In all the cases that the Netskope team examined, the GCP App Engine application successfully validated the redirection and leading to the delivery of the payload to the victim’s machine. The appended URL being an unvalidated redirect, the hackers abused the feature by redirecting a victim to a malicious appended URL hosting the malicious payload.

The attackers take advantage of the “default allow” action in popular PDF readers to deploy multiple attacks and the user won’t be getting the security warning after the first alert. The Netskope blog post explains, “Generally, PDF readers prompt a security warning to the user when the document connects to a website. Once “remember this action for this site” is checked for a domain, this feature allows any URL within the domain without any prompt… By taking advantage of the “default allow” action in popular PDF readers, the attacker can easily deploy multiple attacks without getting the security warning after the first alert. It is also possible that appengine.google.com is whitelisted by the administrators for legitimate reasons. It also only warns the user that it is trying to connect to appengine.google.com, which looks benign at face value.”

It’s also explained how the malware is unleashed. The PDFs delivered to the users download Microsoft Word documents with Obfuscated macro code. On execution, the user gets a message saying that online preview is not available and hence requesting the user to enable editing and content mode to view the document. Once this option is enabled, the macro gets executed and another stage payload is downloaded from transef[.]biz/fr.txt. The hackers work by ensuring a smooth transition from one stage to another and thus the attack becomes hard to detect, investigate or mitigate. The downloaded text document fr.txt downloads and executes the payload using the native Windows application Microsoft Connection Manager Profile Installer (csmtp.exe) using what the researchers call a Squiblydoo technique. (This technique involves the loading of malicious scripts using native Windows applications and thereby bypassing application whitelisting solutions).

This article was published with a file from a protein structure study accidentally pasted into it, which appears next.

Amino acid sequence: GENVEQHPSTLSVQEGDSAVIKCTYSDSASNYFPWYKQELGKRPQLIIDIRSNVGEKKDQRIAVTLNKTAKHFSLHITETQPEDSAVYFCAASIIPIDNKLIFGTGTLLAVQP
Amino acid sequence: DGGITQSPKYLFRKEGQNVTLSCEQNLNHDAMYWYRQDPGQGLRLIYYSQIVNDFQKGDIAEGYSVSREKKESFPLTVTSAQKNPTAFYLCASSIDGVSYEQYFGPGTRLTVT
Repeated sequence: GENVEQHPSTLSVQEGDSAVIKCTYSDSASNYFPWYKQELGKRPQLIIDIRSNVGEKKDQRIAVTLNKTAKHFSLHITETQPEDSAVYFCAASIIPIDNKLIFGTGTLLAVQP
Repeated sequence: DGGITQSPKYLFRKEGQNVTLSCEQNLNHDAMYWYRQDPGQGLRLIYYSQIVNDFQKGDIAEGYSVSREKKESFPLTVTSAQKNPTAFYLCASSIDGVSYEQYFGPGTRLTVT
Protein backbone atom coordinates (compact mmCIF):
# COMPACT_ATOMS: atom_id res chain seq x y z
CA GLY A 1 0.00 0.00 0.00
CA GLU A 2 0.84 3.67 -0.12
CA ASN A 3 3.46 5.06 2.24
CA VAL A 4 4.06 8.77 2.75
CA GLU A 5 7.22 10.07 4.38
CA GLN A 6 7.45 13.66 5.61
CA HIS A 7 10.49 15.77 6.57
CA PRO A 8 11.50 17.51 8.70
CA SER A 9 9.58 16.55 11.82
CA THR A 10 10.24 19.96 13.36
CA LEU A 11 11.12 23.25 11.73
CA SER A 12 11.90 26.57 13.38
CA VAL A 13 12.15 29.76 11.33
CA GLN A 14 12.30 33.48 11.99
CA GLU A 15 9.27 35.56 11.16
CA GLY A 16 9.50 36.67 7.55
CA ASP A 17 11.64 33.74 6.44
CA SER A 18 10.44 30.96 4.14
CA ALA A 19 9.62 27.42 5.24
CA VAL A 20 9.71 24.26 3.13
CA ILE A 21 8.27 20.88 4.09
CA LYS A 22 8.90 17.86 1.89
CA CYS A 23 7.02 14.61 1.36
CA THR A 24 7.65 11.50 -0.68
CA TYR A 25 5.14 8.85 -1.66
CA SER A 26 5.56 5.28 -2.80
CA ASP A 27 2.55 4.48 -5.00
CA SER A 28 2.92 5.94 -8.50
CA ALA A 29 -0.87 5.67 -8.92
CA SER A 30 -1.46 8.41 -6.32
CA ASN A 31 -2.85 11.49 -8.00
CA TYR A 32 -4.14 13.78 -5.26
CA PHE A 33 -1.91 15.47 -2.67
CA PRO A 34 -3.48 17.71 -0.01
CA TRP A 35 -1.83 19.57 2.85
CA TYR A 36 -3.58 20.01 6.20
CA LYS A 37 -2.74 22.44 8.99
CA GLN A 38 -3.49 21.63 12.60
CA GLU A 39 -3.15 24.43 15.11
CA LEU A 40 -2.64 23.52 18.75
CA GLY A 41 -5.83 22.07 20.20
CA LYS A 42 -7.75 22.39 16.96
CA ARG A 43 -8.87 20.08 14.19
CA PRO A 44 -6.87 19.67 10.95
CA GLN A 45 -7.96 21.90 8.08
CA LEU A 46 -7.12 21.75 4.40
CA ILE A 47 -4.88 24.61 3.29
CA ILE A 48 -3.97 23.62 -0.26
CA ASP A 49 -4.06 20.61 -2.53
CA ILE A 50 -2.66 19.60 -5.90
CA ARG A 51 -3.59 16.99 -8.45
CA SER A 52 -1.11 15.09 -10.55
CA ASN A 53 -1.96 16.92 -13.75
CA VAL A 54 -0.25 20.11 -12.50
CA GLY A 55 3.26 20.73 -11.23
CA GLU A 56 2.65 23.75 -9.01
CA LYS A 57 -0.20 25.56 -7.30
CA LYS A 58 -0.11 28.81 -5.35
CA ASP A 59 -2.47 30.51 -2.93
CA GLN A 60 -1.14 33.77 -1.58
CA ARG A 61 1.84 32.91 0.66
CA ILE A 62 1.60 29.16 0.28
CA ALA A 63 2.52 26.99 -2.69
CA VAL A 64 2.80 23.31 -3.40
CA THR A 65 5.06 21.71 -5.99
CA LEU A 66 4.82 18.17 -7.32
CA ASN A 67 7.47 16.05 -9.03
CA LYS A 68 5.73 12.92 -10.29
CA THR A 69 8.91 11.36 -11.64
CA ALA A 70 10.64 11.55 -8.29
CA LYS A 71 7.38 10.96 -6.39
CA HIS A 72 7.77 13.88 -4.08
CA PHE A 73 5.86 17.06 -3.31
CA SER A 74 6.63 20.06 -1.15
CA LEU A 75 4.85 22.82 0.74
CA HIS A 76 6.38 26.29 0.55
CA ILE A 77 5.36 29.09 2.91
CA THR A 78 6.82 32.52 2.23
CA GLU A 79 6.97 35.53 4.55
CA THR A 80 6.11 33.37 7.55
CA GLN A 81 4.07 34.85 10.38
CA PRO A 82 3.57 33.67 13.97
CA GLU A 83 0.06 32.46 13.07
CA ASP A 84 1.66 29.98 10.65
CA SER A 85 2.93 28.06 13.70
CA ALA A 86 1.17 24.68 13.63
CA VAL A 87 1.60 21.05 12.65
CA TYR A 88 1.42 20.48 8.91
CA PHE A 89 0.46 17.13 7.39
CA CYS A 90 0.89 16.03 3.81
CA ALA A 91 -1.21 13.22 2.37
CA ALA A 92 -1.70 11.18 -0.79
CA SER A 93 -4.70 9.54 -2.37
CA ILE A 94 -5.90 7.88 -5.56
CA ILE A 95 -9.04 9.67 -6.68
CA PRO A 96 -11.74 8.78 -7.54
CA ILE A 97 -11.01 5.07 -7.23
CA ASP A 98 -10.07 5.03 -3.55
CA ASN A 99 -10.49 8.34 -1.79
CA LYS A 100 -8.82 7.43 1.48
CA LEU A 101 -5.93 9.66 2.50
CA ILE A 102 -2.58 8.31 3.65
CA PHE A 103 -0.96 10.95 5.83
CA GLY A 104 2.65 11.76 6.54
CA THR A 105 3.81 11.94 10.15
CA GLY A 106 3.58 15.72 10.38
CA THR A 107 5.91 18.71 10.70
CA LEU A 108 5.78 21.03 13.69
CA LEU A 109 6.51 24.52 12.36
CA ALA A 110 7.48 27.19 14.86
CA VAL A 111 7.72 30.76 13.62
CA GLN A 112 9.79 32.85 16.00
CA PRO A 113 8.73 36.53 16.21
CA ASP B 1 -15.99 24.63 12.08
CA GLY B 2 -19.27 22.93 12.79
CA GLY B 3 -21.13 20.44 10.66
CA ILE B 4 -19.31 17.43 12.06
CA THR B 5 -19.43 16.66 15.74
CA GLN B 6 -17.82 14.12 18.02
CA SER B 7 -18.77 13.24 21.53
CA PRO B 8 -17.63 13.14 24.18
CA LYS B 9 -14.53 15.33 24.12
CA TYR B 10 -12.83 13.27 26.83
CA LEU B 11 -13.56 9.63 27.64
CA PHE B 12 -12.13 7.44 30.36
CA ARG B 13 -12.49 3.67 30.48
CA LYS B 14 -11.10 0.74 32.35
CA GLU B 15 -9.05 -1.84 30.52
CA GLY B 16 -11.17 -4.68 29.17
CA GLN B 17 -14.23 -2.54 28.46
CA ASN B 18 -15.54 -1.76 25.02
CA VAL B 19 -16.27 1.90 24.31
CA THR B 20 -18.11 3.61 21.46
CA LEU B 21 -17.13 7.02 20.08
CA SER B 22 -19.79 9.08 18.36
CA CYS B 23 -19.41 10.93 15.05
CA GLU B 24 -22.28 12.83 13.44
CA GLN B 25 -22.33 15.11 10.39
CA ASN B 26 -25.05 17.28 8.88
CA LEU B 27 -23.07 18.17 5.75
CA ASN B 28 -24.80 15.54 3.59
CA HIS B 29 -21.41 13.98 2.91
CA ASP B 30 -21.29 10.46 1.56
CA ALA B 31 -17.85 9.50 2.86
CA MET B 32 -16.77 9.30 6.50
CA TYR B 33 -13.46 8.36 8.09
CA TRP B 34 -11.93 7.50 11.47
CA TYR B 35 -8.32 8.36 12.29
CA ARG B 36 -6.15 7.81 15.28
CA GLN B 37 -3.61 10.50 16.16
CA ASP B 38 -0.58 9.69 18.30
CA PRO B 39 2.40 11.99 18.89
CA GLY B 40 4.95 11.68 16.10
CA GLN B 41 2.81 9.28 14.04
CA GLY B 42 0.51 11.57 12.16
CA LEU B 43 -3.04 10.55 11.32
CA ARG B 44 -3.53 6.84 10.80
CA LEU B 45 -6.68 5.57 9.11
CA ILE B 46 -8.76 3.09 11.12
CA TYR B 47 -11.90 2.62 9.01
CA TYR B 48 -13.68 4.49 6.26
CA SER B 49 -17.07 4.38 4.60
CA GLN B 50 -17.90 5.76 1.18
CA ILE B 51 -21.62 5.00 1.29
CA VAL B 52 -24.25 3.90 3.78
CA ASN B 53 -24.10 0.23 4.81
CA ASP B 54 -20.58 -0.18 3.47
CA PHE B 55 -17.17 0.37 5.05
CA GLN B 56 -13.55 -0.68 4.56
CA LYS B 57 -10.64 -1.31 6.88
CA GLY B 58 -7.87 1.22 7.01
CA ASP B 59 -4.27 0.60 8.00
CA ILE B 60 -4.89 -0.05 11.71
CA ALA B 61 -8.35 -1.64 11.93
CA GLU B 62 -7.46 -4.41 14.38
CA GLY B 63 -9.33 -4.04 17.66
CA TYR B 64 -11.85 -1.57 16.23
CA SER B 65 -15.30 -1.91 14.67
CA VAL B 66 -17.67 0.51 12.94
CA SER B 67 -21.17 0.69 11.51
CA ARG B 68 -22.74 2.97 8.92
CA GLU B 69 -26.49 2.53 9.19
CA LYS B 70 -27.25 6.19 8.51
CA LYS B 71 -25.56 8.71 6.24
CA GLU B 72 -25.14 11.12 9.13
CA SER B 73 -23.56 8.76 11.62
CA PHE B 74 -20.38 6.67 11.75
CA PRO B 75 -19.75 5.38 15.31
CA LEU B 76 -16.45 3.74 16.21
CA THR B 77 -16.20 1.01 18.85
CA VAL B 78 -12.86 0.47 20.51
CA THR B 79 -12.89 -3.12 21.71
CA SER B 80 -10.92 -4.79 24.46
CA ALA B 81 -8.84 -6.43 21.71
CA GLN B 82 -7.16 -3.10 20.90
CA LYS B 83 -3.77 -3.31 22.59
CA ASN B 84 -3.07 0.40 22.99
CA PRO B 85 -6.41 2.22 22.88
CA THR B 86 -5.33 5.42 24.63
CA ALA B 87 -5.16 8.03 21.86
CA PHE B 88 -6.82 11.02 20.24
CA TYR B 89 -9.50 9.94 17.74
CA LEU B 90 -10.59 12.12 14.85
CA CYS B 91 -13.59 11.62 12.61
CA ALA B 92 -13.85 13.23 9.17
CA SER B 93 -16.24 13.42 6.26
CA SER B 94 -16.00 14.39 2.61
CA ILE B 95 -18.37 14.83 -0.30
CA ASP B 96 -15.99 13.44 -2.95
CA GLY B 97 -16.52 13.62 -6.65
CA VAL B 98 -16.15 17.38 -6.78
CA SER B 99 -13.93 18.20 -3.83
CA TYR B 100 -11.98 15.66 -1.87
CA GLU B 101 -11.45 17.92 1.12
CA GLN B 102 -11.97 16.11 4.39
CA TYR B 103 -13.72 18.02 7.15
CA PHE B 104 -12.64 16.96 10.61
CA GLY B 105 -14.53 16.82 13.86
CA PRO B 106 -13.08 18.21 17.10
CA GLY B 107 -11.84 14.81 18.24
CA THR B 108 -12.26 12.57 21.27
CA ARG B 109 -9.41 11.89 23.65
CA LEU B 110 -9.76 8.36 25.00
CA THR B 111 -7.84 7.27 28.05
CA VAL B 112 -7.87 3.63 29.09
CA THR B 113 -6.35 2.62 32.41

“Based on our threat intelligence research, more than 20 other banking, government and financial institutions were targeted with the same attack via phishing emails sent by the attackers posing as legitimate customers of those institutions. There were no discernible geographic patterns in organizations targeted — the targets were distributed worldwide,” reads the Netskope blog post.

The abuse has already been reported to Google.

Julia Sowells635 Posts

Julia Sowells has been a technology and security professional. For a decade of experience in technology, she has worked on dozens of large-scale enterprise security projects, and even writing technical articles and has worked as a technical editor for Rural Press Magazine. She now lives and works in New York, where she maintains her own consulting firm with her role as security consultant while continuing to write for Hacker Combat in her limited spare time.